Angry: Cards are not worth their Ebay price

July 5, 2017 § 1 Comment

You know what I am not buying? When someone says that a card is only worth what it last went for on Ebay. Now before I have disagreements, I will admit that for cards that are readily available, and ones their are plenty of can be dictated by Ebay auctions.
When I was killing my Ebay gift cards this spring, thank you Swagbucks, I got a few steals, but I also paid more than I should’ve at times. On the cards that I got steals on, I was so worried that the right bidder would find the card and I would be in a bidding war. I had snagged a card for $3 that I could realistically resell for on the internet for $50; and not just to the right collector as I feel it’s value is higher because it never turns up. So because I snagged the card at $3, does that mean that it worth $3? Heck no. I was prepared to go to $30 and expected to lose the card even then. The only reason why I was even prepared to kill my budget was because it is never on the market.

Now I will admit: I do think that by winning the auction at that price, that I lowered the value for a future seller though.

There are way too many variables. What time does the sale end? Was it set up so bidding took place at a peak bidding time. When I search for a player’s autograph, I do 2 searches: one with the word ‘auto’ and another with the word ‘autograph.’ Most of time, a card or two pops up that I didn’t see.
Here is another problem, that I actually encountered the other day. I had an auction that I didn’t save on my watch list but wanted to go back later. I tried to search for it, knowing what the title said and it wouldn’t come up. I had to go back in my internet history to find it.

Card values fluctuate like crazy. If we go by Ebay auctions then I am sure the fluctuations would be crazier. Ebay auctions are crazy as it is. Don’t believe me on what I am saying? Well how about this: is a Kris Bryant autographed card worth $10 because the seller didn’t know how to spell his name? How about the Aaron Judge autographs that sold before this year? Are they worth what they sold for? Is that one outlier now that sold for $35 what it is worth? Prospects prove my point on this.
People are still trying to recoup the value on Robert Griffin autographs. His autograph should go for pennies but people are still turning down ten dollar offers when that is a beyond reasonable price for it now. It’s like because the Johnny Manziel market evened itself out so quick, the Griffin sellers are trying to make up for their losses. Newsflash: the guy isn’t even signed.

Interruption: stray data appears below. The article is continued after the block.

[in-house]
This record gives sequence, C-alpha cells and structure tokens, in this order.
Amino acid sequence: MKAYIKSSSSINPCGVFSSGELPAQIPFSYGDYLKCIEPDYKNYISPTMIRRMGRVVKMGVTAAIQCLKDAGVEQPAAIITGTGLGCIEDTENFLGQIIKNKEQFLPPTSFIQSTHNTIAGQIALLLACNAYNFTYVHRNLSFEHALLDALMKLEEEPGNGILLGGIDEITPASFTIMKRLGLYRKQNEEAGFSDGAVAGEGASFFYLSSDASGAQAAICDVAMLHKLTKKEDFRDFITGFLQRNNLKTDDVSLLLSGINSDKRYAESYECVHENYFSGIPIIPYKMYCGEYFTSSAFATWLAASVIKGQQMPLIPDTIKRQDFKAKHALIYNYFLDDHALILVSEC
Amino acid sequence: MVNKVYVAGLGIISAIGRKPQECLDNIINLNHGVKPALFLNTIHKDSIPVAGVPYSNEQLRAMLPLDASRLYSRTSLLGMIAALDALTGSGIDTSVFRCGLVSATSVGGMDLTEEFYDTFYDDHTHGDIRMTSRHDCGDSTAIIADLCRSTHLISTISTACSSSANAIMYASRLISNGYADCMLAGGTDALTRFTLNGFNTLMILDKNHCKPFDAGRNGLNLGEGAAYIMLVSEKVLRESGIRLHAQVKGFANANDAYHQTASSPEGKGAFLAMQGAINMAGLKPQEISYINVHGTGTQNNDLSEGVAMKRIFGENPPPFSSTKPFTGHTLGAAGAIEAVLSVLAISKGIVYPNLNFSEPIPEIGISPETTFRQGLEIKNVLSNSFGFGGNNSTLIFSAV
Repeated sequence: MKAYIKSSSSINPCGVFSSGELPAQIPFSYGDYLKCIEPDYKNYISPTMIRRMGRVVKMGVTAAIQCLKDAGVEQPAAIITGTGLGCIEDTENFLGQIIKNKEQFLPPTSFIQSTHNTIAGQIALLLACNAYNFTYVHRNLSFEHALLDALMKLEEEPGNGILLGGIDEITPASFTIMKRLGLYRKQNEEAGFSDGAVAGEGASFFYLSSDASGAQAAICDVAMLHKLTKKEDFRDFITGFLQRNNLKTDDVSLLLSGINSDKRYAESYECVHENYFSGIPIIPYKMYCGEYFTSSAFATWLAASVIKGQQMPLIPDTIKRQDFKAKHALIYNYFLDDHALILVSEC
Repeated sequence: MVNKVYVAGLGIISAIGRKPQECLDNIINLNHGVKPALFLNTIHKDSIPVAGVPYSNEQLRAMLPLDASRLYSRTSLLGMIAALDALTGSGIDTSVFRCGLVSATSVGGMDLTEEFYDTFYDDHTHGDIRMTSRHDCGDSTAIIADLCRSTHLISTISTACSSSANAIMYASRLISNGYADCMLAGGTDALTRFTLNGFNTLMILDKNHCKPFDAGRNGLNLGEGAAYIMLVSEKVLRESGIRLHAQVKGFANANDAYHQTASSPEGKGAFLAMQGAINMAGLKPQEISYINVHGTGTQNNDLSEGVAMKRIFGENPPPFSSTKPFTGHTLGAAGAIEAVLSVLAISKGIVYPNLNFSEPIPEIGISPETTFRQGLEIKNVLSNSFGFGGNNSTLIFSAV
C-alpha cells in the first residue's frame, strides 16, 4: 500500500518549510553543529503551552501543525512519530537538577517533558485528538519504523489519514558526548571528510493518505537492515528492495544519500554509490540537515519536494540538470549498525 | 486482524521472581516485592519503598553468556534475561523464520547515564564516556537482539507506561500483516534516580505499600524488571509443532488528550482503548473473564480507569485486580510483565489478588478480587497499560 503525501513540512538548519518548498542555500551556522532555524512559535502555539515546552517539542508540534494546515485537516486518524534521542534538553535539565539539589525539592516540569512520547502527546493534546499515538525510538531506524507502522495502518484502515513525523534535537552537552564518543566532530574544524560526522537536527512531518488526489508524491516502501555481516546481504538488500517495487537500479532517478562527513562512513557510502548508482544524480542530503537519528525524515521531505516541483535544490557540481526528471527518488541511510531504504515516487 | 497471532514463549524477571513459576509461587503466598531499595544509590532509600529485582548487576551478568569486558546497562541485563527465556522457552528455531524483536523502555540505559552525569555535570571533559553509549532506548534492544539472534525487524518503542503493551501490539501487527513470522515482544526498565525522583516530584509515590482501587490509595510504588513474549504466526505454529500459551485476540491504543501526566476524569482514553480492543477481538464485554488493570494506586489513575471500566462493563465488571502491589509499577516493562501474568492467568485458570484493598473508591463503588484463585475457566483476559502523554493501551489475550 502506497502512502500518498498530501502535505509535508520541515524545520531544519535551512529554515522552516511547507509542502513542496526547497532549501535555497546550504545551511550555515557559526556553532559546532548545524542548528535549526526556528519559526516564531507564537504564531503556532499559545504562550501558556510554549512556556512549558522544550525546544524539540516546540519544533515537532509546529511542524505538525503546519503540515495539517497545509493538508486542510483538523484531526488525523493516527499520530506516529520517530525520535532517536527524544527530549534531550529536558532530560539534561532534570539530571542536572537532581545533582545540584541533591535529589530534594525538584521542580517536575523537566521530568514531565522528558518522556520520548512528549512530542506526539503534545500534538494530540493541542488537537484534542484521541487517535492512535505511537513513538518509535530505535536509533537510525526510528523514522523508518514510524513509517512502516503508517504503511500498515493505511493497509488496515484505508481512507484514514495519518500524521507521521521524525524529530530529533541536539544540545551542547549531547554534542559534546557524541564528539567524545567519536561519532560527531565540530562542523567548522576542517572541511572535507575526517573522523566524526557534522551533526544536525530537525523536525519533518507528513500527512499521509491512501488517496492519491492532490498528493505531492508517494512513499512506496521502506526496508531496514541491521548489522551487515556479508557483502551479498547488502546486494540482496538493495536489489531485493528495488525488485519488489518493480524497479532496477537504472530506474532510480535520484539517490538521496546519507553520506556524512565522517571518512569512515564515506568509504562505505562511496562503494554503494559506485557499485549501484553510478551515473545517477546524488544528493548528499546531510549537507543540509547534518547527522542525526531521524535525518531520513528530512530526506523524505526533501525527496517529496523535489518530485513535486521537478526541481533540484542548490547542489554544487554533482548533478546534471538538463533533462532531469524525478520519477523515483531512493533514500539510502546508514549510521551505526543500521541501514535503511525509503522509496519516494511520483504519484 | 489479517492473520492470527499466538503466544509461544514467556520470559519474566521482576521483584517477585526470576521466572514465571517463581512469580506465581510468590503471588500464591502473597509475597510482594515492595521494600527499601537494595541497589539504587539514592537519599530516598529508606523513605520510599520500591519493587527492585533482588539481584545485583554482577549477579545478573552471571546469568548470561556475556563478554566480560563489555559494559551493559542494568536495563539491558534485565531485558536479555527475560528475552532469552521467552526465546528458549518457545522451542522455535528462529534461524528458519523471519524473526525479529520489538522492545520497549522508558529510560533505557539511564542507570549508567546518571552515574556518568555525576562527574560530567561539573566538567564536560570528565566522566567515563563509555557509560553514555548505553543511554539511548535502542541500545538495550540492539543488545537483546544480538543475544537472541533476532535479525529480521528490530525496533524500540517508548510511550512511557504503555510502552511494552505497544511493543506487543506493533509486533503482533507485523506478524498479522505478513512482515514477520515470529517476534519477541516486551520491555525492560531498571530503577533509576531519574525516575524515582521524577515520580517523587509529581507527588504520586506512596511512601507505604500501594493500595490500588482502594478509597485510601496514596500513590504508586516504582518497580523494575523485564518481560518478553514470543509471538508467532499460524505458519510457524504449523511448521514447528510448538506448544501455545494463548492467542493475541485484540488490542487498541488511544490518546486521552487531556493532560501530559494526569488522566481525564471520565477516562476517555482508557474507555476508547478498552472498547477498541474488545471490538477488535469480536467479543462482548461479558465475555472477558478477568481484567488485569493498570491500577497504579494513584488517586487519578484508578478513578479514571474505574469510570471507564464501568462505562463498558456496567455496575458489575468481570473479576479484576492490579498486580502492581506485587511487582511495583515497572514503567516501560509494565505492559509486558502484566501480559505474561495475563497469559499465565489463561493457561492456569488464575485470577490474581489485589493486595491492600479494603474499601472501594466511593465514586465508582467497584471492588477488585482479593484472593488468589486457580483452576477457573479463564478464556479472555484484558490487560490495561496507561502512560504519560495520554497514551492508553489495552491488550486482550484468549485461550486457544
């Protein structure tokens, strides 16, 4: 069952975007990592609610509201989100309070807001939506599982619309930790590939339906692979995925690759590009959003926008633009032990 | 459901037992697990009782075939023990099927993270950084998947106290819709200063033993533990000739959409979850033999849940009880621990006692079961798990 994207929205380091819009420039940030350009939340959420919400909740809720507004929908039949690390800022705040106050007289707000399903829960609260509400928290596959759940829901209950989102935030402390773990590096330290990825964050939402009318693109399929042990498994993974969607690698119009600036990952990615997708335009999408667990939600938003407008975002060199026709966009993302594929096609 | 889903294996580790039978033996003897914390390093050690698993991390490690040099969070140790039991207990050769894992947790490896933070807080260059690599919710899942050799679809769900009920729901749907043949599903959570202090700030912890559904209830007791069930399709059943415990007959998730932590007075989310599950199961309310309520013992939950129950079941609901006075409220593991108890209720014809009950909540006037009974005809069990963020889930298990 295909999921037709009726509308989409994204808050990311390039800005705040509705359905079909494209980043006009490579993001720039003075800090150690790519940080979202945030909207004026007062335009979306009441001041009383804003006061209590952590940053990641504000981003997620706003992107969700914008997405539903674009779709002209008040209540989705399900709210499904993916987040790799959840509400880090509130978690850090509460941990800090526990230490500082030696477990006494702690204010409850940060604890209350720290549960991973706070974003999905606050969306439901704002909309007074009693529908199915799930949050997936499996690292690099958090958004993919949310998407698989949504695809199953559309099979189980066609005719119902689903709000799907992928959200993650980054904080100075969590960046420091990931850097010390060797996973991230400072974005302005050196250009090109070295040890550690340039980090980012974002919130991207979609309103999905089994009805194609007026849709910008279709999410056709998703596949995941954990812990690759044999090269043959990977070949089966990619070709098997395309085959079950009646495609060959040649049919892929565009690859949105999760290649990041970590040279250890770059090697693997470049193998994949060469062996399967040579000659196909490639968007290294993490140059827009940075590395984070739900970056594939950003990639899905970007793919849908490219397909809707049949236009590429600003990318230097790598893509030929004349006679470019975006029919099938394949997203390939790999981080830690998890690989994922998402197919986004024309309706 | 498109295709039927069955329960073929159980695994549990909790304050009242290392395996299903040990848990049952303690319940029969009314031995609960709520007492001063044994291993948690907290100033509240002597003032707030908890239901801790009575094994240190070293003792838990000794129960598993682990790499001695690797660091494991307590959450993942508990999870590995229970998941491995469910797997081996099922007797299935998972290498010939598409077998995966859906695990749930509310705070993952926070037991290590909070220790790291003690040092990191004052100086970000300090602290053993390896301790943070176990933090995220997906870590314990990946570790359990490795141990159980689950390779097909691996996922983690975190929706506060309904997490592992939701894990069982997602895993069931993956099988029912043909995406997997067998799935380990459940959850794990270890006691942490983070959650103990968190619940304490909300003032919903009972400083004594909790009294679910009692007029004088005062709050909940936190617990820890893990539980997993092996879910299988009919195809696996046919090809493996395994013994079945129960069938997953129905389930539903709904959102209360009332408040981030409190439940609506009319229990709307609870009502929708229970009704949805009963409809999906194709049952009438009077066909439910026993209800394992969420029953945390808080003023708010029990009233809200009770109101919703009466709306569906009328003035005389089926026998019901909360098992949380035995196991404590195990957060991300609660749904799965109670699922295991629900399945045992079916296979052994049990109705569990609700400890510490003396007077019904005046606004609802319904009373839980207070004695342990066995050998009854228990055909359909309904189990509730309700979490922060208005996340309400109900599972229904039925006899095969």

I can give so many more examples. How about auctions without descriptions? When the seller is so lazy, he just posts the title and a picture. Should a seller’s laziness affect a card value? Not in my opinion. He is being punished by not getting eyeballs on his auction; that should be the only punishment. Other sellers shouldn’t be punished because he is an idiot.

Anyway the reason why I wrote this is because I am sick of people going by value based off Ebay auctions. I had parts of this written for several months and started writing this because whenever I tried to sell my cards, people were using auctions as a guide. I was overvaluing my cards but the fact is that a reasonable price was probably somewhere in the middle. I was also over enthused as a I was working hard on my Prestige collection. A lot of the value cards that I talk about getting are Prestige case hits – I know that I will be asked that question, so I might as well answer it now. Speaking of cards that I was selling, it wouldn’t hurt to put my Ebay seller link: https://www.ebay.com/sch/pandanwh/m.html?item=122405528261&rt=nc&_trksid=p2047675.l2562

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§ One Response to Angry: Cards are not worth their Ebay price

  • sanjosefuji says:

    Well written post. Like you said… I typically use eBay values for readily available singles especially since I’m primarily a buyer. But when it comes to rarer items… I go with my gut. I’ll bid what I feel is comfortable. Sometimes I win. Sometimes I lose.

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